When is repair environmentally beneficial? The case of high-voltage electric motors
Poster (konferens), 2023

Use extension by repair is a circular economy (CE) strategy that has been advocated to improve products’ environmental performance and resource efficiency. Previous studies have shown that this does not necessarily hold for energy-using products, for instance, when a more energy-efficient product is available for replacement. The requirements for use extension to be beneficial have been found to vary with the product and its use conditions. However, resource depletion is seldom discussed, and the case of very long-lived and energy-intensive products has not been addressed yet.

An example of such an energy-intensive product is high-voltage (HV) electric motors, typically used for more than 20 years and in operation for 50 weeks a year full time. Electric motors represent 50% of the electricity consumption in Europe and despite being few, HV motors represent a significant share of this consumption. The two HV motor designs, induction motors (IM) and synchronous motors (SM), are often used until failure, commonly occurring in stator windings which could be repaired but with the risk of affecting energy efficiency.

This work aims to provide recommendations on important aspects for use extension to be environmentally beneficial for long-lived and energy-intensive products.

Cradle-to-grave LCAs are performed for global warming and mineral resource depletion to compare (1) the two motor designs and (2) each motor with and without use extension through repair. The motors are chosen to deliver the same output of 16 MW and the functional unit is set to one year of operation. The IM has an energy efficiency of 97.3%, the SM has an efficiency of 98.3% and both are run for 20 years. The additional use time and the efficiency reduction after the repair are left as varying parameters between 1 and 20 years and between 0 and 1% respectively.

Results show that, due to high energy use and long lifetime, the impact of electricity use during motor use is dominant for both global warming and resource depletion. This dominance remains with different electricity mixes, including in a scenario with hydroelectricity only. For resource depletion, it is due to copper in transmission lines and resources for electricity production (e.g., uranium from nuclear energy production). The dominance of the use phase results in energy efficiency being key to the environmental performance of HV motors. The more efficient design, the SM, results in lower impacts than the IM in both impact categories. In terms of resource depletion, SM manufacturing is more impactful but lower energy losses during use compensate for the difference. Besides, additional energy losses from a small energy efficiency reduction offset the gain from the repair for both global warming and resource depletion. The gain from the use extension by repair is small compared to the benefit of choosing the more efficient design.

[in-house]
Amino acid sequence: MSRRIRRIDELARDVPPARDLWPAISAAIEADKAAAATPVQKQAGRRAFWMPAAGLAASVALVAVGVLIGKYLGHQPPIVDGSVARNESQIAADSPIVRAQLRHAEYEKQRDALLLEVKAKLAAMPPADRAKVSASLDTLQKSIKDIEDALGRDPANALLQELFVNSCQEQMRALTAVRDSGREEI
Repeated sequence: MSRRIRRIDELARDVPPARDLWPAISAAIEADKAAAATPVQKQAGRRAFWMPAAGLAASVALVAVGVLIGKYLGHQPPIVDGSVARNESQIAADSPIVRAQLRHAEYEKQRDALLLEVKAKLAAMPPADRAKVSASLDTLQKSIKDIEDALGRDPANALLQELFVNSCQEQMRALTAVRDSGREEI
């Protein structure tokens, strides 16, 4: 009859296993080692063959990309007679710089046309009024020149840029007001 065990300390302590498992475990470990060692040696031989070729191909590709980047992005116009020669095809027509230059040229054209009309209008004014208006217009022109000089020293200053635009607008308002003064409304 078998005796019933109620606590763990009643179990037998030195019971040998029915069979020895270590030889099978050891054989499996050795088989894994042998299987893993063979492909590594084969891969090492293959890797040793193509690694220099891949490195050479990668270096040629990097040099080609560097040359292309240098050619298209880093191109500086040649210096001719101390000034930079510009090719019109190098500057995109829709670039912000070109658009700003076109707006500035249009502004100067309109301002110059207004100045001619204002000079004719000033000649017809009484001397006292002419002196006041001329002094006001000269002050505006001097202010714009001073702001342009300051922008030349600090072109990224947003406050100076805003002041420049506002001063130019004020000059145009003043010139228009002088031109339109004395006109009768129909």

Choosing and maintaining high energy efficiency is key for long-lived and energy-intensive products’ environmental performance due to their high energy requirements and long lifetime. Thus, efforts should be channelled on ensuring high energy efficiency by design and after repair. This is relevant for both policy-making and manufacturers or users when prioritising strategies for improving products’ environmental performance. Finally, as conclusions are similar for global warming and resource depletion, this work demonstrates the importance of including resource use from electricity production and transmission when exploring the use extension of energy-using products.

use extension


Life Cycle Assessment

resource depletion

circular economy


Adeline Jerome

Chalmers, Teknikens ekonomi och organisation, Environmental Systems Analysis

Maria Ljunggren

Chalmers, Teknikens ekonomi och organisation, Environmental Systems Analysis

Mathias Janssen

Chalmers, Teknikens ekonomi och organisation, Environmental Systems Analysis

11th International Conference on Industrial Ecology
Leiden, Netherlands,

Mistra REES (Resource-effective and efficient solutions) phase 2

Stiftelsen för miljöstrategisk forskning (Mistra) (2019-00239), 2019-12-01 -- 2023-12-31.




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